Marketing-Generic Strategies

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Introduction. In this assignment I am going to explain the following concepts, generic strategies, alternative directions and alternative methods. Indeed, I would like to support these concepts by referring my work to the automobile sector (as a continuing line provided with the Morgan´s example in class). I am going to use the example of General Motors and Ford, they are well known and also provide us a long struggling and interesting history. The first part of my assignment gives a theoretical view of different concepts (using several examples) that are used in my assignment and, of course, in the real management world. Afterwards, I am going to explain different aspects of the US automobile industry. Finally, I would like to give some advises to each company. Theoretical assumptions. Once I have explained the structure of my assignment, I would like to emphasise the fact that the Strategic Choice is the core of strategy management in a company, because is concerned with decisions about its future and the way that it is going to respond to the pressures and influences from its rivals. Each company has to know how to develop its own strategy; therefore, it has to answer the following questions: • What basis? • Which direction? • How? As an exhibit that we can see in the Johnson and Scholes book, we can explain Development Strategies as: Bases of choice − Corporate purpose and aspirations − SBU generic competitive strategies − The role of the corporate parent Alternative directions − Protect and build − Market penetration − Product development − Market development − Diversification: related or unrelated Alternative methods − Internal development − Acquisition − Joint development / alliances

When answering the question of: What Basis?, we can use the concept of Generic Strategies (M. E. Porter), that includes the following options: • Cost leadership: consists of producing items or services more cheaply than other companies. But this idea does not mean that low cost implies low prices (If you have a higher margin you fit your prices, and in a low prices war you have a wider range to fit low prices). An example of a company that is following this strategy is LADA. • Differentiation strategy: requires that an organisation create a product or service that is recognised as being unique, thus allowing the company to charge higher price. Alfa Romeo uses this strategy. 1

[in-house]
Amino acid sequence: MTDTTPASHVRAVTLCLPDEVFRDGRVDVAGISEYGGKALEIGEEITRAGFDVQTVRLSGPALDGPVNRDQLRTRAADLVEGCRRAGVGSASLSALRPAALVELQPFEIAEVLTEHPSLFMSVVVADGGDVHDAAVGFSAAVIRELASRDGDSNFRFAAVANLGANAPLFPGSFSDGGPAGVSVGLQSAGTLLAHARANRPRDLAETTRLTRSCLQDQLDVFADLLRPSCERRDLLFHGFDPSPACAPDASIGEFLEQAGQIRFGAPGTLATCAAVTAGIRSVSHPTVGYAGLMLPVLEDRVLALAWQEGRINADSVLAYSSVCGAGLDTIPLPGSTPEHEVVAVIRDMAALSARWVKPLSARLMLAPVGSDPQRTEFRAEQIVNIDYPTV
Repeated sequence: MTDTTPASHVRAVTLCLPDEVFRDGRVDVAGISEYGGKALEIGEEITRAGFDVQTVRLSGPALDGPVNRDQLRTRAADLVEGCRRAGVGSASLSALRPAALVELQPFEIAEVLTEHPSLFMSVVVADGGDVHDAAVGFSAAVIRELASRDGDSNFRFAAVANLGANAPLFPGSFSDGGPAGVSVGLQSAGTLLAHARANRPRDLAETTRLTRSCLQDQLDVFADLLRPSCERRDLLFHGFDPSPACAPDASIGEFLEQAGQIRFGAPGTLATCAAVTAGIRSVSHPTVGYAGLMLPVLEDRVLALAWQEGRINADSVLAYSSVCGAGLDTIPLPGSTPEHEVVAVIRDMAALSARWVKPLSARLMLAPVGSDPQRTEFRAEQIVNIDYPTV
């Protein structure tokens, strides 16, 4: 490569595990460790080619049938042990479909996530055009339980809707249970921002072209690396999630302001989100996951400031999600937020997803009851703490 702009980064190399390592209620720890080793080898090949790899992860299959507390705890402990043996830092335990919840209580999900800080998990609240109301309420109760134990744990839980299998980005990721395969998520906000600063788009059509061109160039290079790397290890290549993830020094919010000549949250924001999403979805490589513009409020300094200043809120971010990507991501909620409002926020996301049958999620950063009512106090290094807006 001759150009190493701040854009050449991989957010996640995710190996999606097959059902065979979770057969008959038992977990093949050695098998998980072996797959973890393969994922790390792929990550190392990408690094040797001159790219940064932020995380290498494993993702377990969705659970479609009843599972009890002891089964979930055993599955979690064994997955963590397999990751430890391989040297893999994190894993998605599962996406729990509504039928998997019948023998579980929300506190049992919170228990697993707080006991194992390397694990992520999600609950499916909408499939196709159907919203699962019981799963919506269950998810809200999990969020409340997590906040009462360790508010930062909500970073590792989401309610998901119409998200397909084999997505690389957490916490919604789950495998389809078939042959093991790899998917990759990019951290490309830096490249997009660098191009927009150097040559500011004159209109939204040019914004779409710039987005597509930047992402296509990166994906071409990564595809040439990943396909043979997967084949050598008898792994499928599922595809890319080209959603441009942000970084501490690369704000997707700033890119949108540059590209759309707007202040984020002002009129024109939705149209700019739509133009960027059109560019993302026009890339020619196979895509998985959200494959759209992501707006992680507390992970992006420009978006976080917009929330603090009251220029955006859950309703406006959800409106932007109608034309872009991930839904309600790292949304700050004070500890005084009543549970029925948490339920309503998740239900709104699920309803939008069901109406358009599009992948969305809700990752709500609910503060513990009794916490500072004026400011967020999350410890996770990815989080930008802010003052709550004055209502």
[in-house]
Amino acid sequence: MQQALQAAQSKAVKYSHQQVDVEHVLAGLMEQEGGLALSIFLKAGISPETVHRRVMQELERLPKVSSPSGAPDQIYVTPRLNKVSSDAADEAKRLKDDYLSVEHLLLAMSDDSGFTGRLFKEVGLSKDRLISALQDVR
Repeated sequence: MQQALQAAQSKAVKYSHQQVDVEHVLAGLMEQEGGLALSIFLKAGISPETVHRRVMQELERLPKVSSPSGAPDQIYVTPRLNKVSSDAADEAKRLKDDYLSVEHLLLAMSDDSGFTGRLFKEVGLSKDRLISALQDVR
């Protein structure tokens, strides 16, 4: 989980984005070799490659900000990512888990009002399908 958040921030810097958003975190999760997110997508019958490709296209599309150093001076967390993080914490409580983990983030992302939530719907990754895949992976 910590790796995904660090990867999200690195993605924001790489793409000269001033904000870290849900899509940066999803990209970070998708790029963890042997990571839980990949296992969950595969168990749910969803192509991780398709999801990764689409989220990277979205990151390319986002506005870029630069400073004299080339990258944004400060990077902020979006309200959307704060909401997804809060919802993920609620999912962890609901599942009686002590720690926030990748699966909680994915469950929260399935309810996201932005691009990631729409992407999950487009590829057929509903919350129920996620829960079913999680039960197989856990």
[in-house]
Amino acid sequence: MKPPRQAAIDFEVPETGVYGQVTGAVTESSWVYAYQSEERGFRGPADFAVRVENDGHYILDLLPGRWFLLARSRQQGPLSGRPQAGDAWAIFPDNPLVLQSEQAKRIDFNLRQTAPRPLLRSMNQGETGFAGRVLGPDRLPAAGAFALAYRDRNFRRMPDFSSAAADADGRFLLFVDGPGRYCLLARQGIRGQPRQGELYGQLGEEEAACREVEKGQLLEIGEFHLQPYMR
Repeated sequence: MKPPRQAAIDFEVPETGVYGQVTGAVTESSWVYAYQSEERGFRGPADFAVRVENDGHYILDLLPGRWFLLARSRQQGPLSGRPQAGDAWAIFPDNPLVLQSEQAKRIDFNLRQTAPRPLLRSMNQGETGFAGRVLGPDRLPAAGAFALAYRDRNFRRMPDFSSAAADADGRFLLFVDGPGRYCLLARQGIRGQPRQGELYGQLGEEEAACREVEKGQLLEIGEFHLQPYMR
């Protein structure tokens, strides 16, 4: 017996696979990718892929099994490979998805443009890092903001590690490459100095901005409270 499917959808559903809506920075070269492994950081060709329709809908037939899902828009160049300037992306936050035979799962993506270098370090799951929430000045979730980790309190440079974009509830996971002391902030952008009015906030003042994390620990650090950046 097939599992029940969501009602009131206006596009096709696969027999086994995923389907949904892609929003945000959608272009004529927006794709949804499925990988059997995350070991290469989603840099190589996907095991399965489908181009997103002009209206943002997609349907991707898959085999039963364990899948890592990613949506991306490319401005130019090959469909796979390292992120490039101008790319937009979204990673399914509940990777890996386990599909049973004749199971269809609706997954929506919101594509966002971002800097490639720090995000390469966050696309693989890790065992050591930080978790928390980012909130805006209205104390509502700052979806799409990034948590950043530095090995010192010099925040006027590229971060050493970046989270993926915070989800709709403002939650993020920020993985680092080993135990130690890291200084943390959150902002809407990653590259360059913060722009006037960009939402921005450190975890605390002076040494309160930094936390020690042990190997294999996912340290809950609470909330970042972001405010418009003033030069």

• Focus Strategy: Involves concentrating on a certain group of customers, geographic markets, or products line segments in order to serve a well−defined but narrow market better than competitors who serve a broader market. An obviously example is Rolls Royce. Focus: niche market activities Cost Differentation If a company is situated in the middle of the triangle you can be in trouble because you have not a real clear objective or strategy. I can show this idea using the Generic Strategies for Competitive Advantage Matrix (M. Porter) and displaying some examples in each box. Competitive advantage Lower cost Differentiation Broad Competitive target Scope Narrow target The 1st category includes the lowest models of each company like Citroën Saxo, Renault Clio and Ford Fiesta, as an example. Models or brands belonging to the 2nd category can be Ford Puma and Cougar, off−road vehicles The 3rd Category includes low cost and narrow target; therefore we can include inside LADA, Skoda and the firsts Japanese cars that came to Europe. Finally, in the 4th category we can include different companies like the following: Mercedes, Lotus, Ferrari, Porsche Alternatively, we can also use The Strategy Clock: Bowman´s competitive strategy options, because Porter´s model is a little bit antiquated. Therefore, we can use the strategy clock as a more real and updated version. Differentiation Hybrid Focused Differentiation Low Increase Price Price Standard Value


No Frills Increased Price Low Value Low Value / Standard Price • No Frills, likely to be segment specific...
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